||The examples and perspective in this article may not represent a worldwide view of the subject. (June 2012)|
A fishcake (sometimes written as fish cake) is a food item similar to a croquette, consisting of a filleted fish and potato patty sometimes coated in breadcrumbs or batter, and fried. Fishcakes are often served in British fish and chip shops.
The fishcake has been seen as a way of using up leftovers that might otherwise be thrown away. In Mrs Beeton's 19th century publication Book of Household Management, her recipe for fishcakes calls for "leftover fish" and "cold potatoes". More modern recipes have added to the dish, suggesting ingredients such as smoked salmon and vegetables.
Commonly fishcakes used cod as a filling; however, as cod stocks have been depleted other varieties of white fish are used, such as haddock or whiting. Fishcakes may also use oily fish such as salmon for a markedly different flavour.
Fishcakes have also traditionally been made from salted fish (most commonly cod, haddock or pollock). Fishcakes are also prepared without breadcrumbs or batter, and are made with a mixture of cooked fish, potatoes and occasionally eggs formed into patties and then fried.
As fish has traditionally been a major dietary component of people living near seas, rivers, and lakes; there have arisen many regional variations of the fish cake.
Variations can depend on what type of fish is used; how finely chopped the fish is; the use of milk or water; the use of flour or boiled potatoes; the use of eggs, egg whites, or no eggs; the cooking method (boiling, frying, or baking); and the inclusion of other ingredients (for example, shrimp, bacon, herbs, or spices).
- In Yorkshire, England, The “Yorkshire fishcake” is a variation traditionally served in many fish and chip shops in South Yorkshire, parts of West Yorkshire and Humberside. It consists of two slices of potato (sometimes parboiled), with offcuts of fish in between, deep fried in batter. Yorkshire fishcakes can also be known as scallop fishcakes, or fish patties. TV chef Brian Turner has made the recipe available via his website. Another variation of the fishcake is the parsley cake which is sold in some fish and chip shops in and around Castleford, West Yorkshire, England. It consists of minced fish, mashed potato and fresh parsley, coated in breadcrumbs and deep fried.
- In Bermuda, fishcakes are known as Bermuda fishcakes and are made especially during Easter, but also throughout the year. In Bermuda, fishcakes are normally eaten between hot cross buns.
- In Denmark, fiskefrikadeller are slightly elongated, pan-fried patties much like regular frikadeller. They are normally not coated in breadcrumbs. A similar dish which is boiled, rather than fried, is called fiskeboller and added to certain soups, though it may be closer to a fish version of a knödel. In Southern Jutland, fiskefrikadeller sometimes contain smoked pork fat.
- In parts of East Asia, fish balls are made of kneaded (not minced) fish dough.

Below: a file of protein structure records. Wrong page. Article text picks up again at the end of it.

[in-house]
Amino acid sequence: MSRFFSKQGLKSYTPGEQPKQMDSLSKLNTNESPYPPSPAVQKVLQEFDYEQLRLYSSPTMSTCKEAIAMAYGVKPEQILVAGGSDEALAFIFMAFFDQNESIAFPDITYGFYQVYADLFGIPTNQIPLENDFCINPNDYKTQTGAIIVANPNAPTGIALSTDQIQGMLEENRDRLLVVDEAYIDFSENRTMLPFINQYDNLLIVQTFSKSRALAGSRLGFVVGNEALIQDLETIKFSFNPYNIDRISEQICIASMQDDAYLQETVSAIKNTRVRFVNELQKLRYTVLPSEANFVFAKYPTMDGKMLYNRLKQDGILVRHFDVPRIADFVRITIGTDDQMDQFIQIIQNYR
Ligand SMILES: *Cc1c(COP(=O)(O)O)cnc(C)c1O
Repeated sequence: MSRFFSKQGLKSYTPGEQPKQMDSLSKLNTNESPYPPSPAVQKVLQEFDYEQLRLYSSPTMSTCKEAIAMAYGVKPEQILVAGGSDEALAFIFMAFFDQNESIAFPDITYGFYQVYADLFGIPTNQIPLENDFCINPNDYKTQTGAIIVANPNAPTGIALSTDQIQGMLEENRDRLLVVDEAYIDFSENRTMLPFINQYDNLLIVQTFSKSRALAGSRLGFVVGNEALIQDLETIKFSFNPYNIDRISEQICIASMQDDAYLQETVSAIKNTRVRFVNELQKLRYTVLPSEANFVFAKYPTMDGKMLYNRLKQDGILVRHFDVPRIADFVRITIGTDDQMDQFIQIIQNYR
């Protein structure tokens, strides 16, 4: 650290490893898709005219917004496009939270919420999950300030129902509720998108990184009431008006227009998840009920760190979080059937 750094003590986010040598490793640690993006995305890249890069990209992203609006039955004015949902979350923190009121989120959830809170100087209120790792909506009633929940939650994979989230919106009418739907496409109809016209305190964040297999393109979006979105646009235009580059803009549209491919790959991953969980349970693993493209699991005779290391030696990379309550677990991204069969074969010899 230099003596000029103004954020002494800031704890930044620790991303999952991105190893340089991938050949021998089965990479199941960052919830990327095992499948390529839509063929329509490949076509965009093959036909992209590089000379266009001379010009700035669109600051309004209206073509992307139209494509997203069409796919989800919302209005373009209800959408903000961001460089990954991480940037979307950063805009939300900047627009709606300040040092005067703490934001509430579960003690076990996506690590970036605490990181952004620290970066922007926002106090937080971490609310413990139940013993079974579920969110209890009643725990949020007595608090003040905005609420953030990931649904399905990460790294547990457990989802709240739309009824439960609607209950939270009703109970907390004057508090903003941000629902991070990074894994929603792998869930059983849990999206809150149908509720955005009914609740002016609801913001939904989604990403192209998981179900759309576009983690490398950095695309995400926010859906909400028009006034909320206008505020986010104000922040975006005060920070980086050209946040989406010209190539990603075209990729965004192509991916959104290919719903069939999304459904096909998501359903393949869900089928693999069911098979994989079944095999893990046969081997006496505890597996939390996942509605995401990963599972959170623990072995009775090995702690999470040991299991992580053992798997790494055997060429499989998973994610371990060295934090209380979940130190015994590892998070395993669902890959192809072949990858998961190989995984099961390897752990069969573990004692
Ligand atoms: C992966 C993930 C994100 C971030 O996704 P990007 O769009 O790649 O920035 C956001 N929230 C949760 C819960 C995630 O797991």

- In Japan, white fish is puréed and steamed into a loaf called kamaboko. Fried fishcakes, such as satsumaage, are also popular.
- In Edinburgh, Scotland, a traditional name of fishcake becomes with fish patties and served with haggis, tatties and neeps.
- In Jewish cuisine, gefilte fish are patties of white fish mixed with matzoh or challah, poached in the skin of the fish.
- In Norway, fish balls are formed into spherical fiskeboller (“fish buns”: fisk + boller) from forcemeat.
- In Northern Germany, fish cakes are known as Fischfrikadellen.
- In Romania, fishcake is called chiftele de peşte and is made with carp.
- In Portugal, Pastéis de Bacalhau (codfish pasties) are a type of very popular fishcake. Pastéis are made of potato, codfish (Bacalhau), parsley and eggs.
- In Puerto Rico and the Dominican Republic, bacalaítos are eaten either as a snack or as part of a meal.
- In Sweden, canned fiskbullar are widely found; in contrast to fiskefrikadeller, they are not fried but boiled and as a result almost entirely white.
- In Thai cuisine, the fish is first mashed and then mixed with chopped yardlong beans, fresh cilantro (including stalks), fish sauce, kaffir lime leaves, red curry paste, and an egg binding. It is deep fried and usually served with a sweet chilli dipping sauce. Thot man pla have become popular around the world.
- In Newfoundland and Labrador, the fish is generally salted cod flakes and blended with mashed potatoes. Savory is used instead of parsley, along with minced sweated onions. The cakes are then formed into rounds and cooked in oil or pork back fat until golden brown.
- In Indonesia, there are alsdo varieties of fishcakes, or locally known to South Sumatra as pempek or empek-empek. The traditional South Sumatran pempek is served with kuah cuka. These fishcakes are usually round- or tube-shaped.
- In West Bengal, several local fish species (mostly riverine) are prepared and eaten in deep-fried breadcrumb covered fishcakes, locally called maacher chop. The item is very popular as an appetizer during middle-class Bengali festivities.
- In Barbados, fishcakes are made from a saltfish and flour batter. The batter is rolled into a ball and dropped in a deep frying pan of oil and the cakes are fried.
See also 
|Wikimedia Commons has media related to: Fishcakes|
- "Mrs. Beeton's Fish Recipes Revisited, TheFoody.com".
- ""Has cod had its chips?", BBC News". 2000-07-20. Retrieved 2010-01-04.
- "Yorkshire Fishcake, Potato Slice, Fish, Potato Slice photo - L. Gill photos at". Pbase.com. 2003-07-01. Retrieved 2010-11-17.
- "Yorkshire Fishcakes". Brianturneronline.co.uk. Retrieved 2010-11-17.